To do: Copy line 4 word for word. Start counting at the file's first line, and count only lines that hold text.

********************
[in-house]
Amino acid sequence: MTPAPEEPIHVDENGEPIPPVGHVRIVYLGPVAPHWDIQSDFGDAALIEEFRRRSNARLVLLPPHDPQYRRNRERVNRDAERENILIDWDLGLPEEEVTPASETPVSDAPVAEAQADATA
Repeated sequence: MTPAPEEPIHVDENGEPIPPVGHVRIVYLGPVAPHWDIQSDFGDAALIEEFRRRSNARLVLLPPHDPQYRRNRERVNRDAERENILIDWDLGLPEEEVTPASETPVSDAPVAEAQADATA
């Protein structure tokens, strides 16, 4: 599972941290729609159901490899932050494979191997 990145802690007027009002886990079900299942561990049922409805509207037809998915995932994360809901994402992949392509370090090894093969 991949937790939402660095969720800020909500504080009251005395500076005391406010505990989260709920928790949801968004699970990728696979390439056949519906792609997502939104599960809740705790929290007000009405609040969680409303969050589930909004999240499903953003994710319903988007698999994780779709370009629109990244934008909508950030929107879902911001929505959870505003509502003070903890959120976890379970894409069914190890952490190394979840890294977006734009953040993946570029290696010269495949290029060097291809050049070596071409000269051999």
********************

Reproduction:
């Protein structure tokens, strides 16, 4: 599972941290729609159901490899932050494979191997 990145802690007027009002886990079900299942561990049922409805509207037809998915995932994360809901994402992949392509370090090894093969 991949937790939402660095969720800020909500504080009251005395500076005391406010505990989260709920928790949801968004699970990728696979390439056949519906792609997502939104599960809740705790929290007000009405609040969680409303969050589930909004999240499903953003994710319903988007698999994780779709370009629109990244934008909508950030929107879902911001929505959870505003509502003070903890959120976890379970894409069914190890952490190394979840890294977006734009953040993946570029290696010269495949290029060097291809050049070596071409000269051999």